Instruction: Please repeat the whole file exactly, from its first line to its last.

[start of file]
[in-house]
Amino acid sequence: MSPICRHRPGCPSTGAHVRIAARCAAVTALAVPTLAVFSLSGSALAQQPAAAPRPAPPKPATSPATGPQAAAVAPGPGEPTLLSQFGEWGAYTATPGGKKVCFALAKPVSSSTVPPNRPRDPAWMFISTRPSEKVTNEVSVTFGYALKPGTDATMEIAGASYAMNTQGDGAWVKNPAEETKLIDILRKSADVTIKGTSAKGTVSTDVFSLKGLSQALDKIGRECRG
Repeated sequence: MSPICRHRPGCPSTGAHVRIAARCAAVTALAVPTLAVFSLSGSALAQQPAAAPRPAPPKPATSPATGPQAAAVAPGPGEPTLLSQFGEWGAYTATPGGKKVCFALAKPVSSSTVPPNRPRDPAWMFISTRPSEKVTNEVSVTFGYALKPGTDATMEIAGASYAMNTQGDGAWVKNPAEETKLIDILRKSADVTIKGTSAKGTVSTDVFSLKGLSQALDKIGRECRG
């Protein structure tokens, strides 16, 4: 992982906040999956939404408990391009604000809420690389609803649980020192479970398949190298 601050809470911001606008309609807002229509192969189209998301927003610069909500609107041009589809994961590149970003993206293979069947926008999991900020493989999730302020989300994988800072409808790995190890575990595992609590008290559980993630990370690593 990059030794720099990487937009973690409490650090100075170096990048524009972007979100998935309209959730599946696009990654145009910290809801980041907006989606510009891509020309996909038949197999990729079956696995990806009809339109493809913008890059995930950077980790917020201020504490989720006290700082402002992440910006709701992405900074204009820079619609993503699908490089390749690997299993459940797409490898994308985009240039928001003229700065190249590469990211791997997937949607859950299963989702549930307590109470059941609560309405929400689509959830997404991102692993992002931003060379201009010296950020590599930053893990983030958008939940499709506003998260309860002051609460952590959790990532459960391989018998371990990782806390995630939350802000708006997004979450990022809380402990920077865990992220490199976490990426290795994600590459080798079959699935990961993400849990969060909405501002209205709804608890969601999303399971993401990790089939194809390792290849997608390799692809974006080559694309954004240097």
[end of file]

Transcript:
[in-house]
Amino acid sequence: MSPICRHRPGCPSTGAHVRIAARCAAVTALAVPTLAVFSLSGSALAQQPAAAPRPAPPKPATSPATGPQAAAVAPGPGEPTLLSQFGEWGAYTATPGGKKVCFALAKPVSSSTVPPNRPRDPAWMFISTRPSEKVTNEVSVTFGYALKPGTDATMEIAGASYAMNTQGDGAWVKNPAEETKLIDILRKSADVTIKGTSAKGTVSTDVFSLKGLSQALDKIGRECRG
Repeated sequence: MSPICRHRPGCPSTGAHVRIAARCAAVTALAVPTLAVFSLSGSALAQQPAAAPRPAPPKPATSPATGPQAAAVAPGPGEPTLLSQFGEWGAYTATPGGKKVCFALAKPVSSSTVPPNRPRDPAWMFISTRPSEKVTNEVSVTFGYALKPGTDATMEIAGASYAMNTQGDGAWVKNPAEETKLIDILRKSADVTIKGTSAKGTVSTDVFSLKGLSQALDKIGRECRG
């Protein structure tokens, strides 16, 4: 992982906040999956939404408990391009604000809420690389609803649980020192479970398949190298 601050809470911001606008309609807002229509192969189209998301927003610069909500609107041009589809994961590149970003993206293979069947926008999991900020493989999730302020989300994988800072409808790995190890575990595992609590008290559980993630990370690593 990059030794720099990487937009973690409490650090100075170096990048524009972007979100998935309209959730599946696009990654145009910290809801980041907006989606510009891509020309996909038949197999990729079956696995990806009809339109493809913008890059995930950077980790917020201020504490989720006290700082402002992440910006709701992405900074204009820079619609993503699908490089390749690997299993459940797409490898994308985009240039928001003229700065190249590469990211791997997937949607859950299963989702549930307590109470059941609560309405929400689509959830997404991102692993992002931003060379201009010296950020590599930053893990983030958008939940499709506003998260309860002051609460952590959790990532459960391989018998371990990782806390995630939350802000708006997004979450990022809380402990920077865990992220490199976490990426290795994600590459080798079959699935990961993400849990969060909405501002209205709804608890969601999303399971993401990790089939194809390792290849997608390799692809974006080559694309954004240097």